healthcare enewsletters

Artificial Intelligence Helps You Find and Keep Customers

AI (artificial intelligence) is fast becoming an integral part of healthcare as a management and diagnostic tool. AI-enabled devices and software detect glaucoma, recommend hospital staffing levels, and help robots deliver medication to patients. On the consumer side, AI analyzes 100s of data points and makes product recommendations on sites like Amazon, Netflix, Pandora, and many others. So, what does AI have to do with marketing? As it turns out, quite a lot.

AI embedded will free up more than a third of data analysts by 2022, focusing them instead on personalization, lead scoring, and performance management. (Source: Gartner)

But first, let's get square on the definition of AI. At the basic level, it's the emulation of human intelligence by machine. AI is fed by data, or training sets, that find patterns and correlations and make decisions and forecasts at a speed that would set our brains on fire. SUBHEAD: Many of the tools you already use, like marketing automation and Google search ads, already employ the technology.

Here are some common and bleeding edge ways that marketers are making themselves smarter with artificial intelligence.

Personalize websites to improve conversions

Personalization used to mean inserting a customer's name on a web page or email. That's still effective, but now we can use behavioral data to customize a web page based on the customer's demographics, stage in a sales cycle, browsing history, geography, and other data sources. For example, a customer who visits a product detail page might receive information about a dealer in their neighborhood, or a push notification on their Smartphone.

Using a tool, like the Slackbot that analyzes your Google Analytics data, you can keep tabs on site performance, and data patterns that enable the site to show the most relevant blog and page content.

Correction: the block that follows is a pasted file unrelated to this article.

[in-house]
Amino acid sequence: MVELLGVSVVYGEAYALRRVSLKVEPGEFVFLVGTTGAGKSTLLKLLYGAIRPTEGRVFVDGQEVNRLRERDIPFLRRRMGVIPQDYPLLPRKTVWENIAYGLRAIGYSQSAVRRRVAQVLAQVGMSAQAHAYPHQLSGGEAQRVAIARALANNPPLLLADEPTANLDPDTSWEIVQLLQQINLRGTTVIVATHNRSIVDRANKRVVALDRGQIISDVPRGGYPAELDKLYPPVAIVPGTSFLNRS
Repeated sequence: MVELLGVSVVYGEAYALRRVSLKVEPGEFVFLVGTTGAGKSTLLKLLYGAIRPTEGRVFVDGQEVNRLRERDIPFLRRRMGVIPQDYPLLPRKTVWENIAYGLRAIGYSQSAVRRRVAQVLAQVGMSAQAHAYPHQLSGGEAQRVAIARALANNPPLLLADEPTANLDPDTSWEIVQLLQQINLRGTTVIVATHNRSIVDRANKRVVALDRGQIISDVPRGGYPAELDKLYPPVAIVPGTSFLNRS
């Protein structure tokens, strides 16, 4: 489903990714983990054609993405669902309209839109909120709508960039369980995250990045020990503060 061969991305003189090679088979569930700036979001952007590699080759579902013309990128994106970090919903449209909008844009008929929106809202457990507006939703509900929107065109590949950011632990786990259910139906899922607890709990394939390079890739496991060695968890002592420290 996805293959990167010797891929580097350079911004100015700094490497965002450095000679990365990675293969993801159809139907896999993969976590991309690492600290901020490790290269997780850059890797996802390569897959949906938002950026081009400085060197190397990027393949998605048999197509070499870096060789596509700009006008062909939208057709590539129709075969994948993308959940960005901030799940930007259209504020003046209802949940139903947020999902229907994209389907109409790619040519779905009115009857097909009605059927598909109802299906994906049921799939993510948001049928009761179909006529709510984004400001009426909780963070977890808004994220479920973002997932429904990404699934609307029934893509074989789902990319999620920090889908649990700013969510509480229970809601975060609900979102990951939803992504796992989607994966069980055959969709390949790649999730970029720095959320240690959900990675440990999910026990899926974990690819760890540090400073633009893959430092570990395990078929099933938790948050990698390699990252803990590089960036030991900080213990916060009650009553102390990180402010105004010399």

Make pay-per-click search ads more cost-effective

The secret to optimizing banner and search campaigns is their ability to test variations with hard work on the lines of cleaning the stables. AI can generate hundreds of copy, image, and design combinations, and quickly declare a winner. On search ads, AI can write a plethora of ads and pair them with the most effective bidding.

AI embedded in analytics will free up more than a third of data analysts in marketing organizations by 2022, which allows them to foucs on other business priorities, like personalization, lead scoring, anomaly detection, marketing performance management, and reporting.

Content creation

Do you run a blog, curate, and share content or report news about healthcare and specialties? Then AI, now that it's more proficient at talking like a human, is your friend in feeding the content monster. Using a writing style that you define, AI can write blogs, email content, and text messages on the fly.

Sixty-three percent of people prefer to message a chat bot vs. talk with a human when communicating with a business. (Source: G2 Crowd)

Get it straight from a chatbot

Chatbots are rivaling humans in their ability to field service and product inquiries than humans. Send a question to a chatbot via a social media platform or direct text input on your site. Based on a user's behavior, like clicking back to the same page over and over, a chatbot can be activated to ask how it can help. A chatbot can dispatch common questions and spot worrisome trends in service issues. That frees up us bipeds to handle more complicated problems, and the time, of course, to program the chatbot.

Curated content for email

What if you could scour hundreds of newsfeeds from around the world to pull the juiciest content for every customer? Well, AI has the answer, and it can even write a breezy synopsis of every story. A study by Demand Metric found that 80% of marketers say personalized content is more effective than the impersonal alternative.

Identify wayward customers before you lose them